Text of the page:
As any plumber will tell you, if you want to plug a leak, first you have to find it. Leaks in the thousands of blood vessels that infiltrate the central nervous system are no exception. Researchers have long suspected that a breached blood-brain barrier increases the risk for neuronal damage and cognitive decline, but where that breach first occurs has been a mystery. Now, in the January 21 Neuron, researchers led by Berislav Zlokovic at the University of Southern California, Los Angeles, report that in older adults the blood-brain barrier first becomes compromised in subdivisions of the hippocampus. In people with mild cognitive impairment, those leaks are worse. The findings suggest that damage to the barrier puts people at risk of future dementia.
Working with colleagues at USC, and other institutions in the LA area, Zlokovic used dynamic contrast-enhanced MRI to measure the permeability of the blood-brain barrier. Oncologists pioneered DCE-MRI to spot blood vessels invading soft tumors. The method relies on a contrast agent that normally cannot pass through capillaries, and it has high spatial resolution.
First author Axel Montagne and colleagues imaged 12 different regions of the brain in cognitively normal young and old adults, and in older adults with mild cognitive impairment. They found that the BBB became more permeable as people aged, and even leakier in those with MCI. The leakage was not generalized, but started specifically in the hippocampus. It correlated with damage to pericytes, specialized cells that seal blood vessels in the brain and protect neurons from toxins in the plasma, and occurred in the absence of changes to cerebrospinal fluid levels of Aβ or tau. Zlokovic will discuss the findings in an Alzforum webinar on February 17.—Tom Fagan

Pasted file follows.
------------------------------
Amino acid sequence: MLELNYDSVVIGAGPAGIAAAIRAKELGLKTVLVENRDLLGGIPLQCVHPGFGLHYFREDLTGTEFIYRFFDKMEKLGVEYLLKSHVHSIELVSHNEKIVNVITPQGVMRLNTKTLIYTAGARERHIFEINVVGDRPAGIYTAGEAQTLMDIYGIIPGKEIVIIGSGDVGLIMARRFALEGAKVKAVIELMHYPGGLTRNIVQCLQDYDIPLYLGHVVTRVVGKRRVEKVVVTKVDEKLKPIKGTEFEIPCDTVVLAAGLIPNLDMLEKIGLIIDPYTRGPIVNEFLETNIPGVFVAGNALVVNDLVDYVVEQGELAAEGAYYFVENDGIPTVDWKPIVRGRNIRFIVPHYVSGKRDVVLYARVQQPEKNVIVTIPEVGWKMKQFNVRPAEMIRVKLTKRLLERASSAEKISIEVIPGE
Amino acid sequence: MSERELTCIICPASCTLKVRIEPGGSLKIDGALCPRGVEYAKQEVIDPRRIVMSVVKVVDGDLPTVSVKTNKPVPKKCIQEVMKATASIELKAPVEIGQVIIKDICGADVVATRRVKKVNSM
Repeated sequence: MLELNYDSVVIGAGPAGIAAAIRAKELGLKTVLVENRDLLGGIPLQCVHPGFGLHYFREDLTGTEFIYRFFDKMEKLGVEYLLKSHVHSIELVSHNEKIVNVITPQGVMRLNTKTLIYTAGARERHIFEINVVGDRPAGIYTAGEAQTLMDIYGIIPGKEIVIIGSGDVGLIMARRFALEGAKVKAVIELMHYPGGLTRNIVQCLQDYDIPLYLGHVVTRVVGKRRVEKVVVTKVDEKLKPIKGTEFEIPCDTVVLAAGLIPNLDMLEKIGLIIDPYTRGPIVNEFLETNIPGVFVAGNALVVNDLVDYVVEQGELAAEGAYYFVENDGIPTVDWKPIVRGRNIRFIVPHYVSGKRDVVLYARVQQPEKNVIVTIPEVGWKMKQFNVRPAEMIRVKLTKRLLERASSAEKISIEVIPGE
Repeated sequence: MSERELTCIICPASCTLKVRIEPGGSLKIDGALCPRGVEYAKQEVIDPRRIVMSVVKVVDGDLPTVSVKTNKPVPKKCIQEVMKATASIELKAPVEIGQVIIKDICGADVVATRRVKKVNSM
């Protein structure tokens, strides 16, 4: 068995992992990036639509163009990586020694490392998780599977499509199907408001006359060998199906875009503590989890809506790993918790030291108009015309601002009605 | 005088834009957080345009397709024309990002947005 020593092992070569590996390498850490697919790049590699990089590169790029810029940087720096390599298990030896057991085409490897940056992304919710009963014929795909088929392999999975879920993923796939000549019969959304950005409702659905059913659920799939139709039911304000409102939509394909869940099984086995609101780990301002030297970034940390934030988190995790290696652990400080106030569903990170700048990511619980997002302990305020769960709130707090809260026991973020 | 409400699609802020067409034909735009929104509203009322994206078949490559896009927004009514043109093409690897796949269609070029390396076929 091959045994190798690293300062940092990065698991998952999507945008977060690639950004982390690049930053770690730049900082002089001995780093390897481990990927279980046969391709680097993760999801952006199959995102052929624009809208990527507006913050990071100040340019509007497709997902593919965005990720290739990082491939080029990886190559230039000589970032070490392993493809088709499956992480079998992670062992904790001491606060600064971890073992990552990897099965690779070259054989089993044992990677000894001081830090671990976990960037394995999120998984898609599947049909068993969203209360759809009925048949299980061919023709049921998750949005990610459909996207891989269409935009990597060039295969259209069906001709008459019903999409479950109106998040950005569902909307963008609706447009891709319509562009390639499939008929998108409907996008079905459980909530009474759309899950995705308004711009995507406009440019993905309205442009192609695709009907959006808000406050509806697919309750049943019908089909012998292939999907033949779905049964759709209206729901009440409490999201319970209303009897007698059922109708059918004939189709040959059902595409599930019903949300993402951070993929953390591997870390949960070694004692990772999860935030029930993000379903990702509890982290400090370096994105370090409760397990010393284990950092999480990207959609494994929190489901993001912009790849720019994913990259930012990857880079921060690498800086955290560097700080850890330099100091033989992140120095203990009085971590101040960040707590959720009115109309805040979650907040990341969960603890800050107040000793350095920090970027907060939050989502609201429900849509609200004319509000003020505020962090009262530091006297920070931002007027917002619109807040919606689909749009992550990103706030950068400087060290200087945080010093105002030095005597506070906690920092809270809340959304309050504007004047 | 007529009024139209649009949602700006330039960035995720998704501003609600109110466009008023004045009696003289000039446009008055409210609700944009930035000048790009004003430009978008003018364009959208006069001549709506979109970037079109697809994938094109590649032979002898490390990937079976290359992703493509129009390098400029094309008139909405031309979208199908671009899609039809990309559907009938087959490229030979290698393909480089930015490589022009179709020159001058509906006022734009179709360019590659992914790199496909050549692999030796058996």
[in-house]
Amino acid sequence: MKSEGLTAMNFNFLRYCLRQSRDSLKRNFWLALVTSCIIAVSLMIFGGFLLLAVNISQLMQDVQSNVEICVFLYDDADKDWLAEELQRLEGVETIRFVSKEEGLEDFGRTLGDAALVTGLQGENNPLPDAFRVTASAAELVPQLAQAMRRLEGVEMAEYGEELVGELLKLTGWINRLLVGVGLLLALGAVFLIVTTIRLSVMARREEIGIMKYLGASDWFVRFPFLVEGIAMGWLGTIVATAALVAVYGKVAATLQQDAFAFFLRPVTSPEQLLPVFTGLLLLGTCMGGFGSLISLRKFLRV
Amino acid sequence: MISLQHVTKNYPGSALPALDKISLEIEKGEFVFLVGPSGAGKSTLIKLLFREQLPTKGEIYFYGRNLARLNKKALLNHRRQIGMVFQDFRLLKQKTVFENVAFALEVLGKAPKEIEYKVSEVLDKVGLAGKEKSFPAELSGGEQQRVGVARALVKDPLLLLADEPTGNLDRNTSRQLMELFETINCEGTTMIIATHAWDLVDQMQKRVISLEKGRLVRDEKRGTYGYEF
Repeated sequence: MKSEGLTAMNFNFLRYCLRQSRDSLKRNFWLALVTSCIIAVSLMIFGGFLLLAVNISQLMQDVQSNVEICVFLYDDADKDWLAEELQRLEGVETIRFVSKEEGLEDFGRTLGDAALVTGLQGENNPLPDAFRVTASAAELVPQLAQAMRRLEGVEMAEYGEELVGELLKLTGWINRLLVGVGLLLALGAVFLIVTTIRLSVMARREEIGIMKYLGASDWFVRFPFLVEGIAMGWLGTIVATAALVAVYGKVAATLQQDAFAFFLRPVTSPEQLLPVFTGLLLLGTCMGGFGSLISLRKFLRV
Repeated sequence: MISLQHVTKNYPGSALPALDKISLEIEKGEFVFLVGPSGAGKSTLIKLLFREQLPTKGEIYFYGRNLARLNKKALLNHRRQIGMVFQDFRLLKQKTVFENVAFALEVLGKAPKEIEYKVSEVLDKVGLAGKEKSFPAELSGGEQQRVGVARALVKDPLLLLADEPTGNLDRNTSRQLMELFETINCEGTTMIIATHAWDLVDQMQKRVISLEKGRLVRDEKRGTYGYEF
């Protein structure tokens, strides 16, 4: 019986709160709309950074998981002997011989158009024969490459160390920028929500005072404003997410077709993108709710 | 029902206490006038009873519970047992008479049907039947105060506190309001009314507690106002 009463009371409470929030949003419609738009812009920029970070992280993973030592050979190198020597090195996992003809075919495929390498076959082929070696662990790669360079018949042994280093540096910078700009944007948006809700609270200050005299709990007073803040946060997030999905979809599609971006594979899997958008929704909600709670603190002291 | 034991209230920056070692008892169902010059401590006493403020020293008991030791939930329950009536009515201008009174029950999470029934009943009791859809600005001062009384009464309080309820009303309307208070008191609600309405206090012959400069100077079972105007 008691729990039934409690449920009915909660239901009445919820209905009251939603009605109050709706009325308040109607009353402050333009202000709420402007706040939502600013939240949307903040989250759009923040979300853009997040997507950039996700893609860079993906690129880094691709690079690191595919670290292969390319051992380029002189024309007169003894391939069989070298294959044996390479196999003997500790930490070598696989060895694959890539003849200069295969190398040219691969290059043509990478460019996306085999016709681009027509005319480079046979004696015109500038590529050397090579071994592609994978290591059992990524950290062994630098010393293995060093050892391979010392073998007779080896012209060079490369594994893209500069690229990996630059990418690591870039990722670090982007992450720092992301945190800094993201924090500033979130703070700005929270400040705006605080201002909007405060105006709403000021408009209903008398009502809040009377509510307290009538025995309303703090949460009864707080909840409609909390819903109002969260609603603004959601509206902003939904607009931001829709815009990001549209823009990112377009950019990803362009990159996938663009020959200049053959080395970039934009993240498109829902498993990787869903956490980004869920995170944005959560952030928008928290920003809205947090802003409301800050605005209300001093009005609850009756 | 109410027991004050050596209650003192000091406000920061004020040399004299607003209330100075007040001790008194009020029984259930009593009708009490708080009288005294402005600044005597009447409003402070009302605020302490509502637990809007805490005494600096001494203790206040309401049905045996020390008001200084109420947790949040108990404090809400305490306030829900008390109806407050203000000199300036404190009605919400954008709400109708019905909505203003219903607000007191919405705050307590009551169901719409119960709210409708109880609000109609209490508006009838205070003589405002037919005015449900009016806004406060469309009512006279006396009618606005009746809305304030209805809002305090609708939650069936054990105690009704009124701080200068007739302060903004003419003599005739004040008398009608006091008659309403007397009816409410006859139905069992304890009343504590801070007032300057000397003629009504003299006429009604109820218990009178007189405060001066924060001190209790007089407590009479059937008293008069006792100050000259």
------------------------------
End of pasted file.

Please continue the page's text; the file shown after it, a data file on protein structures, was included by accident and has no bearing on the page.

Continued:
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- Montagne A, Barnes SR, Sweeney MD, Halliday MR, Sagare AP, Zhao Z, Toga AW, Jacobs RE, Liu CY, Amezcua L, Harrington MG, Chui HC, Law M, Zlokovic BV. Blood-brain barrier breakdown in the aging human hippocampus. Neuron. 2015 Jan 21;85(2):296-302. PubMed.